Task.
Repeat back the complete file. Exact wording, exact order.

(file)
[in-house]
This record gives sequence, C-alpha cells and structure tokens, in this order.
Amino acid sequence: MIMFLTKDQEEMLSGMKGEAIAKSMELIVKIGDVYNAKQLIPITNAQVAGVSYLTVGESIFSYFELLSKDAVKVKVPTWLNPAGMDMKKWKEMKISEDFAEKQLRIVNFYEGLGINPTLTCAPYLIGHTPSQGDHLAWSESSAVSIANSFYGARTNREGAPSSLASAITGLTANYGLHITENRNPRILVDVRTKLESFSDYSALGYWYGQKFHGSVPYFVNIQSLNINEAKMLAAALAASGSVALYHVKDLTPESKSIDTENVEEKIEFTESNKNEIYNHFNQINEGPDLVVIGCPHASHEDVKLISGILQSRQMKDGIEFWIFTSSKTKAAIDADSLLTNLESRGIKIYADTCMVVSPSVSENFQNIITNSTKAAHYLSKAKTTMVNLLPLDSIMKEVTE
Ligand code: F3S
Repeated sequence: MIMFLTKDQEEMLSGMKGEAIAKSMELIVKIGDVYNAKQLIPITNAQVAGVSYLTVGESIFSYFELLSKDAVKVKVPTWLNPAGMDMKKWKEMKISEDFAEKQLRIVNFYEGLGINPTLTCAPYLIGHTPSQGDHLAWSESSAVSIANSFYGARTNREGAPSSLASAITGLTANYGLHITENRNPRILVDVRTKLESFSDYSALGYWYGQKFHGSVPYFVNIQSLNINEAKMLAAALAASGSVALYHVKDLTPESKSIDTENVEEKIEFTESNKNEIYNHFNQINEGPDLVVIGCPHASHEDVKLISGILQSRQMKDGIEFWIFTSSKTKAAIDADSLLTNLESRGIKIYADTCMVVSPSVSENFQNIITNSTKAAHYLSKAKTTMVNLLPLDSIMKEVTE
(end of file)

[in-house]
This record gives sequence, C-alpha cells and structure tokens, in this order.
Amino acid sequence: MIMFLTKDQEEMLSGMKGEAIAKSMELIVKIGDVYNAKQLIPITNAQVAGVSYLTVGESIFSYFELLSKDAVKVKVPTWLNPAGMDMKKWKEMKISEDFAEKQLRIVNFYEGLGINPTLTCAPYLIGHTPSQGDHLAWSESSAVSIANSFYGARTNREGAPSSLASAITGLTANYGLHITENRNPRILVDVRTKLESFSDYSALGYWYGQKFHGSVPYFVNIQSLNINEAKMLAAALAASGSVALYHVKDLTPESKSIDTENVEEKIEFTESNKNEIYNHFNQINEGPDLVVIGCPHASHEDVKLISGILQSRQMKDGIEFWIFTSSKTKAAIDADSLLTNLESRGIKIYADTCMVVSPSVSENFQNIITNSTKAAHYLSKAKTTMVNLLPLDSIMKEVTE
Ligand code: F3S
Repeated sequence: MIMFLTKDQEEMLSGMKGEAIAKSMELIVKIGDVYNAKQLIPITNAQVAGVSYLTVGESIFSYFELLSKDAVKVKVPTWLNPAGMDMKKWKEMKISEDFAEKQLRIVNFYEGLGINPTLTCAPYLIGHTPSQGDHLAWSESSAVSIANSFYGARTNREGAPSSLASAITGLTANYGLHITENRNPRILVDVRTKLESFSDYSALGYWYGQKFHGSVPYFVNIQSLNINEAKMLAAALAASGSVALYHVKDLTPESKSIDTENVEEKIEFTESNKNEIYNHFNQINEGPDLVVIGCPHASHEDVKLISGILQSRQMKDGIEFWIFTSSKTKAAIDADSLLTNLESRGIKIYADTCMVVSPSVSENFQNIITNSTKAAHYLSKAKTTMVNLLPLDSIMKEVTE